Michael Lyle, Nevada Current
February 2, 2024
Gov. Joe Lombardo, a long-time law enforcement official and former Southern Nevada sheriff, is one of several Republican governors who have sided with Texas’s defiance of a U.S. Supreme Court ruling that allows federal law enforcement to tear down razor wire barriers that have “increased safety risk” to border agents and migrants alike.
Though his support could be interpreted as “political theater,” Michael Kagan, director of the UNLV Immigration Clinic, warned that it is “political theater playing with some pretty explosive material so things can go really awry.”
“There is a bigger argument that is being made by Texas and other states aligned with Texas, which now include Gov. Lombardo, which potentially seems kind of jaw dropping,” said Kagan. “It invokes possibilities of even something like a civil war or a major, possibly even violent, standoff between state and federal government.”
According to the Department of Homeland Security v. Texas, in which the Supreme Court sided with the federal government, the state placed coiled razor wire along a 29-mile stretch of Rio Grande riverbank. Included in the state’s barrier was land in the vicinity of the town of Eagle Pass, a place of frequent border crossings..
The razor wire has “increased safety risks to agents and migrants,” according to federal officials, who say there are stretches of land that don’t have any access points or breaks in the wire to allow Border Patrol agents or migrants to reach the other side, according to the suit filed by the Department of Homeland Security (DHS).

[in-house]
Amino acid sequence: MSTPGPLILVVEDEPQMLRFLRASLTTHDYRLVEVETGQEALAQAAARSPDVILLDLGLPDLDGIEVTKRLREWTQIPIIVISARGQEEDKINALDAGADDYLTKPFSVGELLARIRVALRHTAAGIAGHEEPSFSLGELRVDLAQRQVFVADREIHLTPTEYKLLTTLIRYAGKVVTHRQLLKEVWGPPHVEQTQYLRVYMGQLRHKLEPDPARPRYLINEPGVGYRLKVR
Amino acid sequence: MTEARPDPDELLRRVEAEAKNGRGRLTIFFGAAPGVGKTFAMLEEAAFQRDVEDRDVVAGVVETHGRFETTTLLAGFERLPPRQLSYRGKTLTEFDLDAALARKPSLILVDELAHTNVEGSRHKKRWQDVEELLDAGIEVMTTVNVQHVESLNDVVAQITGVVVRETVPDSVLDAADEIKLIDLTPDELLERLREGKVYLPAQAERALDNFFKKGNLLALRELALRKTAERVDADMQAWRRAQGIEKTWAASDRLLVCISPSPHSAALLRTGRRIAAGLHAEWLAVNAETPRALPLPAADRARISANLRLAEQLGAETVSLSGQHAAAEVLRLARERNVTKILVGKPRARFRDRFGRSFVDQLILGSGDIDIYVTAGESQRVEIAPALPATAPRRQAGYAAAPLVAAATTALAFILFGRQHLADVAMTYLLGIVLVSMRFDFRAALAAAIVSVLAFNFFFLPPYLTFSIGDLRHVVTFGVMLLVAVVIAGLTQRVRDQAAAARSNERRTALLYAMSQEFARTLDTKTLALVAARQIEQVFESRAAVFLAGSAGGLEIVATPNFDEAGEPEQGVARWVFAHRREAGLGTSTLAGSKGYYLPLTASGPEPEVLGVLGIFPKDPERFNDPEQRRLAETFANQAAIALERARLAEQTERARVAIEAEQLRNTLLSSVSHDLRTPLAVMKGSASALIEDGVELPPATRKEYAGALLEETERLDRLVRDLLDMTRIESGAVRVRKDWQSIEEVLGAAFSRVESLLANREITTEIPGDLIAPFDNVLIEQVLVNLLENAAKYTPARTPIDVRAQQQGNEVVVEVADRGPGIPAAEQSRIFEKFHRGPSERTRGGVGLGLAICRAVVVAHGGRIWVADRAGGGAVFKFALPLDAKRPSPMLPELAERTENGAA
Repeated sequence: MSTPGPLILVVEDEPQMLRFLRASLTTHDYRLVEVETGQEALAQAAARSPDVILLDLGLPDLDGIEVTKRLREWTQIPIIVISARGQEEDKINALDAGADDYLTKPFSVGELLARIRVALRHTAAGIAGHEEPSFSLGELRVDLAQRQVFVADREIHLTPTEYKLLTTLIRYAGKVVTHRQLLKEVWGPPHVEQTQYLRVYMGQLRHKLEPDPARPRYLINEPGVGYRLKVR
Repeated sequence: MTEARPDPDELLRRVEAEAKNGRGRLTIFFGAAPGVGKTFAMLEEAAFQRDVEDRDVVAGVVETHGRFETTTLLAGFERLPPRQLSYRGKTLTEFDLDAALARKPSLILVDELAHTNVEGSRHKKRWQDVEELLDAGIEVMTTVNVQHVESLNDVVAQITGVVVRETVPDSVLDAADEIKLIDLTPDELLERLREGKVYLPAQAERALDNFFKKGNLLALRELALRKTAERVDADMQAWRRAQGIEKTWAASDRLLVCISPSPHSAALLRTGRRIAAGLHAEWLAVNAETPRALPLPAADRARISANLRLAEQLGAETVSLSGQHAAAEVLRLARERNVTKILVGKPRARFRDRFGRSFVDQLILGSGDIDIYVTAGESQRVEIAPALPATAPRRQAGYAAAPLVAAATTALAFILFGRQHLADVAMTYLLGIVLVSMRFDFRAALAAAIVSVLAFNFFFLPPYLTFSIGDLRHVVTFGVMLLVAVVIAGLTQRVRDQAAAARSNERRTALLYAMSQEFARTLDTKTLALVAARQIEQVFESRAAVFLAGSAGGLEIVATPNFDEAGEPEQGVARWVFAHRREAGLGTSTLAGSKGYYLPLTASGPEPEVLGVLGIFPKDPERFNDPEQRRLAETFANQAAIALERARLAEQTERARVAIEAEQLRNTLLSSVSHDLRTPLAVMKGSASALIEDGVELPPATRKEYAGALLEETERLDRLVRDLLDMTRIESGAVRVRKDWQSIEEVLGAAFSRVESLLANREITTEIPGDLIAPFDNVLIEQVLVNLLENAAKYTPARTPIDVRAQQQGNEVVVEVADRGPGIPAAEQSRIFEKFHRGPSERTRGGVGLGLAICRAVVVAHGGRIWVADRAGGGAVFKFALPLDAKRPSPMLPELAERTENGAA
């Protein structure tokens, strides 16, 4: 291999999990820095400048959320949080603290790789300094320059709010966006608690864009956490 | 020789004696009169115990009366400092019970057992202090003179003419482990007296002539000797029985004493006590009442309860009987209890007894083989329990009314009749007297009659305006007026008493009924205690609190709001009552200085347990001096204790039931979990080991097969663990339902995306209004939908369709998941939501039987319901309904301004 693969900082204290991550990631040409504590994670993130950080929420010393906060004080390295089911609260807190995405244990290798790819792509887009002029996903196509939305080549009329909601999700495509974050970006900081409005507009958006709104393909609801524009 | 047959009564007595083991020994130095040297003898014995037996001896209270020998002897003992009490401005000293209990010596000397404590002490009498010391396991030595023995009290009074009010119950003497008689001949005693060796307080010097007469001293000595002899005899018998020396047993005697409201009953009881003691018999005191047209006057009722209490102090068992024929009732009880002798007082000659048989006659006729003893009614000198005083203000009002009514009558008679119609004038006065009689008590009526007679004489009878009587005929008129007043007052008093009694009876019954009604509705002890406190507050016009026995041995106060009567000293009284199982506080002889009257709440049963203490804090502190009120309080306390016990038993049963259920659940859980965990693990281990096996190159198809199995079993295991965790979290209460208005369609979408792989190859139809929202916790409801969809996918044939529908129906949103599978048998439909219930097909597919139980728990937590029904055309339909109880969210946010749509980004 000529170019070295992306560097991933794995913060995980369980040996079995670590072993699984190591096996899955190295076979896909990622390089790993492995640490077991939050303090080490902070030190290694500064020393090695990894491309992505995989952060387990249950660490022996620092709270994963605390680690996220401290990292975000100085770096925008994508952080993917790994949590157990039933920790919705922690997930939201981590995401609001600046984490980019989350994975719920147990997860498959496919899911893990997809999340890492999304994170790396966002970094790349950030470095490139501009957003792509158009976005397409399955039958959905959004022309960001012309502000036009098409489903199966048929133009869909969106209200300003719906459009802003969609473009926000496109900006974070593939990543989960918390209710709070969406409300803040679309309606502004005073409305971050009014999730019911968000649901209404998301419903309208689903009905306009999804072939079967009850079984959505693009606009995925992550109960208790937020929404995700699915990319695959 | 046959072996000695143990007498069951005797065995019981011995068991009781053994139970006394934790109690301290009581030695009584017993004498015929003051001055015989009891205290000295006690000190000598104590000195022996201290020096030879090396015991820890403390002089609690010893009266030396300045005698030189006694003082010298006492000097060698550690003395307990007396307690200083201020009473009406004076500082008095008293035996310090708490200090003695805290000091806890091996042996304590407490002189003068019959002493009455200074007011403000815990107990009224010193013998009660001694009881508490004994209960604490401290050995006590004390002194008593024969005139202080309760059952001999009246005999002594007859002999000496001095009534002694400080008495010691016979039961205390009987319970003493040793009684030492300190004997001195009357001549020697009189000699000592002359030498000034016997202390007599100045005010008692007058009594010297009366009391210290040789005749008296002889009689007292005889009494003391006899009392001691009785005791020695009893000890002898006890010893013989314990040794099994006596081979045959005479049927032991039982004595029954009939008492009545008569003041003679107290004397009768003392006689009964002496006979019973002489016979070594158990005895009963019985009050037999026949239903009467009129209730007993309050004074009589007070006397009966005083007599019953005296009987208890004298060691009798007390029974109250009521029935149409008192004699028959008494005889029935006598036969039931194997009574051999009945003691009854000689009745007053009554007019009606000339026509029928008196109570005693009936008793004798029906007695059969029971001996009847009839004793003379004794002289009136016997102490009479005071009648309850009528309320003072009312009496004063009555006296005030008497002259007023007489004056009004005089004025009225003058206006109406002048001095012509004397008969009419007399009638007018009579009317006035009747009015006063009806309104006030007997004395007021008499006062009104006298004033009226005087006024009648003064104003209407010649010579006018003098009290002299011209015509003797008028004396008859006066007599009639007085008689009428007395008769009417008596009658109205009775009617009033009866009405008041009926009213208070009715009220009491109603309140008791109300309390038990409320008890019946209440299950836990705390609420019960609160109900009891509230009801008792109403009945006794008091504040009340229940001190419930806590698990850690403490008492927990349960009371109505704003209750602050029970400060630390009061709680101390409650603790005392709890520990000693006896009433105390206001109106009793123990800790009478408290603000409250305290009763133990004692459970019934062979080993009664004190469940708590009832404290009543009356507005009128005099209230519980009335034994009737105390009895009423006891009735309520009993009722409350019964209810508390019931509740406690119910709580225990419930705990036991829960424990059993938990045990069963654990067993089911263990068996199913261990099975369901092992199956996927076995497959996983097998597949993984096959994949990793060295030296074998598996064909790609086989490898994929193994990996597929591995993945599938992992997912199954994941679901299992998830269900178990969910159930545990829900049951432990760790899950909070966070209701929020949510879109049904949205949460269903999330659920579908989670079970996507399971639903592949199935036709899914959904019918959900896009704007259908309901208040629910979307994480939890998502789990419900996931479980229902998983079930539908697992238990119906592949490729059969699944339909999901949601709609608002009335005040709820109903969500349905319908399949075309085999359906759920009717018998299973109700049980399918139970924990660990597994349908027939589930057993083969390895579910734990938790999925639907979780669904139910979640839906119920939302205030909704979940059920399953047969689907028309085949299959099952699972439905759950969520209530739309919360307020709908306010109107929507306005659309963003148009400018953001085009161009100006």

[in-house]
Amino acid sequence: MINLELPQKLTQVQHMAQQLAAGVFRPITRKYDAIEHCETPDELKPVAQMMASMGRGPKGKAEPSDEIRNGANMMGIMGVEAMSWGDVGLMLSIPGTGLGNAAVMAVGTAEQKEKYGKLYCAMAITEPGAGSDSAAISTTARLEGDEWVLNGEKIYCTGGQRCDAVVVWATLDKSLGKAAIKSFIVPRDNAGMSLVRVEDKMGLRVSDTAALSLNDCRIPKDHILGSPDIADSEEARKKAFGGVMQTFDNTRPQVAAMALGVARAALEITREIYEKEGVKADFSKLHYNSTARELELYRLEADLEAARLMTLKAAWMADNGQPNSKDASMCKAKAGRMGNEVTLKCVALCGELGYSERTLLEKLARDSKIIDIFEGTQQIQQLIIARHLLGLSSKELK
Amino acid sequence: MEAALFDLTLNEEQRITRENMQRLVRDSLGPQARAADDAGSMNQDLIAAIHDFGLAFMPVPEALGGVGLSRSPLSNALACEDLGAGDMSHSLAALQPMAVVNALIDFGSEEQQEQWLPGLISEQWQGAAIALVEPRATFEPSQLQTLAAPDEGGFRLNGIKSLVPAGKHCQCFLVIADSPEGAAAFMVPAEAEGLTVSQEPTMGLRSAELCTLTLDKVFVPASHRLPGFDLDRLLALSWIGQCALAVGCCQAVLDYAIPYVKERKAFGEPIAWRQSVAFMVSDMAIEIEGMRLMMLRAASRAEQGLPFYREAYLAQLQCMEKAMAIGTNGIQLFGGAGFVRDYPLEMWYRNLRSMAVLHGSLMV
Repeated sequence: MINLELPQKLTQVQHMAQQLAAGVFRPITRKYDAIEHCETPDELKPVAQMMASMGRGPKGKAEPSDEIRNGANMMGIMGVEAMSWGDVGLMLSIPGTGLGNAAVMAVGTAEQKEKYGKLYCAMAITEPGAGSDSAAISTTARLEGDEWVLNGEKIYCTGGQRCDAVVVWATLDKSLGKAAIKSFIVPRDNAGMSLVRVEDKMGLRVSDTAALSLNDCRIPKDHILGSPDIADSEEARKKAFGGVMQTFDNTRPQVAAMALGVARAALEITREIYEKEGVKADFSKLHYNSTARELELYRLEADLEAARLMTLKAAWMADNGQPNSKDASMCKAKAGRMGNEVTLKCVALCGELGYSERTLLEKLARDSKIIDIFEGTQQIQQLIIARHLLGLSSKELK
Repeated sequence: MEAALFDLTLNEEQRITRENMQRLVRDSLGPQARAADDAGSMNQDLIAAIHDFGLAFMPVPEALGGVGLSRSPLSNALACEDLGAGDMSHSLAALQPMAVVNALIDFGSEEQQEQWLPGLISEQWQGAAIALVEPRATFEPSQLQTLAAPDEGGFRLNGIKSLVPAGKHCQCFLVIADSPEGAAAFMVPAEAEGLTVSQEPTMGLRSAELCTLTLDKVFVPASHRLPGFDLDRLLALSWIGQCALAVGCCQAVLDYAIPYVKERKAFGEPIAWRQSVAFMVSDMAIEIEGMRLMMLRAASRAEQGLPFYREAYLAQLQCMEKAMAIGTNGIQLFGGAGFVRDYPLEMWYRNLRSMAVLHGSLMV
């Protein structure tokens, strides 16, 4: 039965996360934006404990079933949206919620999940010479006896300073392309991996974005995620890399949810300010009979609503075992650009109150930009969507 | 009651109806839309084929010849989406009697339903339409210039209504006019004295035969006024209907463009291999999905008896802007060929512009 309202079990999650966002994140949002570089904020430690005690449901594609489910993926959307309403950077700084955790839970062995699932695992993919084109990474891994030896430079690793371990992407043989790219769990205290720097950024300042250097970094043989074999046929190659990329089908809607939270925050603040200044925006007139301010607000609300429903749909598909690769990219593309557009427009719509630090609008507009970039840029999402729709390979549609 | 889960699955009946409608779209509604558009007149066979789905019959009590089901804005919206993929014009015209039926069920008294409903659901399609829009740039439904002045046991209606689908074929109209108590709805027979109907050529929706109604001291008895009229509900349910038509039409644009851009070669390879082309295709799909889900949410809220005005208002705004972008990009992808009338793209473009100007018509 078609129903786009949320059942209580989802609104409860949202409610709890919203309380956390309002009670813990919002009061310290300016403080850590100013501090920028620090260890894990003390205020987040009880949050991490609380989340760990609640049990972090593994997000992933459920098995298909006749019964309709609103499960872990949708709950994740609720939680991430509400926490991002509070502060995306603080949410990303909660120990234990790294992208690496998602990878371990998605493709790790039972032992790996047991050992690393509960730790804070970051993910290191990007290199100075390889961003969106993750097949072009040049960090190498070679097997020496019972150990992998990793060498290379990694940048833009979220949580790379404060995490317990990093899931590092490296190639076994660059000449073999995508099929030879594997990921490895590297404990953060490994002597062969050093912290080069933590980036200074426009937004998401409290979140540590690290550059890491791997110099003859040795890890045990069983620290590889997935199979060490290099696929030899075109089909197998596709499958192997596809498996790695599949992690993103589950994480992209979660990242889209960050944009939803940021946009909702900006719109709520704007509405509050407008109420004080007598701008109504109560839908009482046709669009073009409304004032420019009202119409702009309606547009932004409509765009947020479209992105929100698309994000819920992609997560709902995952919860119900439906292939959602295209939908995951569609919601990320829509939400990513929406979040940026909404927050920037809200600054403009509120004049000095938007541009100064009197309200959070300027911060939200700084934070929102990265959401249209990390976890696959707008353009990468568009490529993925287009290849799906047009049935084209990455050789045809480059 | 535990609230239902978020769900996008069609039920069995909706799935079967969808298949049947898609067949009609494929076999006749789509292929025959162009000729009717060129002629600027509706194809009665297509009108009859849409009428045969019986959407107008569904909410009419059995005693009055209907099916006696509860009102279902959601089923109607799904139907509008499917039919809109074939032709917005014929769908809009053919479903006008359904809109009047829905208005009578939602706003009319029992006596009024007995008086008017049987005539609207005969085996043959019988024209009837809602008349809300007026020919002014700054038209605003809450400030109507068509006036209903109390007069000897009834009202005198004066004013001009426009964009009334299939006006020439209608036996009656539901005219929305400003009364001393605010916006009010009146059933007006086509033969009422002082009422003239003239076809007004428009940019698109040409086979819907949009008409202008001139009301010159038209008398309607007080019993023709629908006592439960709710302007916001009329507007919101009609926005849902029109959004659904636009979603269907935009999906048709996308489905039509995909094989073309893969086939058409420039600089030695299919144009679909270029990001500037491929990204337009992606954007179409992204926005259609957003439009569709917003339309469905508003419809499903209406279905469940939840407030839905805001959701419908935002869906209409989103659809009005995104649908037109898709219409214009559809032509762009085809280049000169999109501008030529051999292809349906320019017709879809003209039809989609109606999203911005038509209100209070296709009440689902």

The Justice Department said at one point an “agent saw an ‘unconscious subject floating on top of the water’ but was ‘unable to retrieve or render aid to the subject due to the concertina wire barrier placed along the riverbank.’”
The fundamental question at play, Kagan said, is about immigration law and control of the border.
Kagan said that it is established constitutional law that “managing immigration is a nearly exclusively federal responsibility” and that it should be done at a national level so states don’t have opposing immigration policies that get in the way of federal implementation.
“It’s also a matter of foreign policy,” he added. “The border involves a delicate relationship with Mexico and it’s the responsibility of the federal government to handle foreign affairs.”
Texas is contesting that long-standing interpretation of the law, he said.
The United States Court of Appeals for the Fifth Circuit in November ruled Texas could use razor wire barriers that prevent federal border patrol from doing their job.
The United States Supreme Court, in a 5-4 decision on Jan. 22, blocked that court ruling.
“What the Supreme Court actually did was lift an injunction,” Kagan said. “Border control, the federal government, should be permitted to access the border through this razor wire, which might mean cutting the wire that Texas has put up.”
Nearly two weeks later, Texas officials said it would not stop.
“After the Supreme Court’s action, the federal government could send agents to just cut the wire and access the border,” Kagan said. “But how would Texas respond to that? We would hope it would just be theater, just talk. But there is a risk there could be a bigger confrontation and so far it seems like the federal government is trying to avoid it.”